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McPherson v. Commissioner of Social Security Administration

United States District Court, E.D. Michigan, Southern Division

July 8, 2019

ALAN RAY MCPHERSON, Plaintiff,
v.
COMMISSIONER OF SOCIAL SECURITY ADMINISTRATION, Defendant.

          Terrence G. Berg, District Judge

          REPORT AND RECOMMENDATION TO DENY PLAINTIFF'S MOTION FOR SUMMARY JUDGMENT (DE 10), GRANT DEFENDANT'S MOTION FOR SUMMARY JUDGMENT (DE 13) AND AFFIRM THE COMMISSIONER'S DECISION

          ANTHONY P. PATTI, UNITED STATES MAGISTRATE JUDGE

         I. RECOMMENDATION:

         For the reasons that follow, it is RECOMMENDED that the Court DENY Plaintiff's motion for summary judgment (DE 10), GRANT Defendant's motion for summary judgment (DE 13), and AFFIRM the Commissioner's decision.

         II. REPORT

         Plaintiff, Alan Ray McPherson, brings this action under 42 U.S.C. § 405(g) for review of a final decision of the Commissioner of Social Security (“Commissioner”) denying his application for disability insurance (DI) benefits. This matter is before the United States Magistrate Judge for a Report and Recommendation on Plaintiff's motion for summary judgment (DE 10), the Commissioner's cross-motion for summary judgment (DE 13), and the administrative record (DE 8).

         A. Background and Administrative History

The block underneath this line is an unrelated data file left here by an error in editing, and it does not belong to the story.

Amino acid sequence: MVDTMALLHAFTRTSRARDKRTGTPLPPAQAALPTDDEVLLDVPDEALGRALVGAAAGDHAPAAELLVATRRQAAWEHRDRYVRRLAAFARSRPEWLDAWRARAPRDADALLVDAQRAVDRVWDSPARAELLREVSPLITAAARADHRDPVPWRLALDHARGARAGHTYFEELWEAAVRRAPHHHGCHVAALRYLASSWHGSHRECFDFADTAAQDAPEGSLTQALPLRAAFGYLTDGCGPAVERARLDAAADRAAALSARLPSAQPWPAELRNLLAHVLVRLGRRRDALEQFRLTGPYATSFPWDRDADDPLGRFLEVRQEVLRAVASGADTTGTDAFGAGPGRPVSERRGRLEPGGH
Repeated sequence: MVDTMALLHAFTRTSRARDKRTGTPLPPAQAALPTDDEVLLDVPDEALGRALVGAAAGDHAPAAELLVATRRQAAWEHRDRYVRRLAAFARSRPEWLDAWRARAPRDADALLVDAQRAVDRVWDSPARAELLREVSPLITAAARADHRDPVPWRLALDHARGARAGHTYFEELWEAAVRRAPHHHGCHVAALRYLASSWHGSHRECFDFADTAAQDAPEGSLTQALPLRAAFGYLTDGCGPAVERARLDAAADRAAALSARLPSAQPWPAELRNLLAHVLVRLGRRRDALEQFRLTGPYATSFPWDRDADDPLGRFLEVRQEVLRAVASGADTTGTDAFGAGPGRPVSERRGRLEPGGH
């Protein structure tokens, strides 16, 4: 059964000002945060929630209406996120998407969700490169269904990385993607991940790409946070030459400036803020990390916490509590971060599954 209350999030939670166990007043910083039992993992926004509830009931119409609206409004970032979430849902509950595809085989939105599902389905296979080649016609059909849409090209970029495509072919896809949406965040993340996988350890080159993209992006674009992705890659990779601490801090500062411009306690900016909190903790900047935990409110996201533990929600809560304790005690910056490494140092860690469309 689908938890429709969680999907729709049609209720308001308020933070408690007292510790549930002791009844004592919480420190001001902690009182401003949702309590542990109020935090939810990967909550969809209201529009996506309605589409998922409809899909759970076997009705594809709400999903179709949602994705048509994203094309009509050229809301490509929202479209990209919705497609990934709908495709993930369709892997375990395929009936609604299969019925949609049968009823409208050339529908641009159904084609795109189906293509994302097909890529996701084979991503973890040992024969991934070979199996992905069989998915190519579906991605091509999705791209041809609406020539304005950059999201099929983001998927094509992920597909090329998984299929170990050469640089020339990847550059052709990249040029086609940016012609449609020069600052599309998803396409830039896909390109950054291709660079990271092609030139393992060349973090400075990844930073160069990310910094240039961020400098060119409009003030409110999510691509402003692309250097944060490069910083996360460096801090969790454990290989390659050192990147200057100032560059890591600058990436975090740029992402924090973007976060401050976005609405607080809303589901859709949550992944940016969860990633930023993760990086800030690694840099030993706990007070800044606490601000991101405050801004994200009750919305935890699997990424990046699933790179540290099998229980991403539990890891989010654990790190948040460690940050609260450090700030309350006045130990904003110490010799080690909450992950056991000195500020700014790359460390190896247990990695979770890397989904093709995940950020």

1. Plaintiff's initial applications

          On January 3, 2012, Plaintiff filed applications for DI and supplemental security income (SSI) benefits, in which he alleged an onset date of November 14, 2010. (R. at 57.) On August 1, 2013, ALJ Regina L. Sleater determined that Plaintiff had not been under a disability, as defined in the Social Security Act, from November 14, 2010, through the date of the decision. (R. at 54-67.) Of particular import to the matter currently before the Court is ALJ Sleater's finding that Plaintiff had the residual functional capacity (“RFC”):

. . . to perform light work [i.e., exertional limitations]. . . with frequent postural activities. He may not climb ladders/ropes/scaffolds [i.e., postural limitations]. He may frequently perform handling and fingering tasks and occasionally reach overhead. He may frequently, but not constantly, perform neck movements [i.e., manipulative limitations].

(R. at 60-63.)[1] On October 31, 2014, the Appeals Council denied Plaintiff's request for review. (R. at 68-74.)

         2. Plaintiff's subsequent application

         In his subsequent application, Plaintiff alleges his disability began on August 2, 2013, at the age of 50. (R. at 156-159.) His January 2015 disability report lists several conditions (chronic neck, back and joint pain, anxiety, neuropathy, and depression) as limiting his ability to work. (R. at 179.) The application was denied on April 23, 2015. (R. at 75-85, 88-97.)

         Plaintiff requested a hearing by an Administrative Law Judge (“ALJ”). (R. at 98-99.) On March 23, 2017, ALJ Andrew Sloss held a hearing, at which Plaintiff and a vocational expert (VE), Stephanie Lorey, testified. (R. at 35-53.) On May 30, 2017, ALJ Sloss issued an opinion, which determined that Plaintiff was not disabled within the meaning of the Social Security Act. (R. at 12-27.)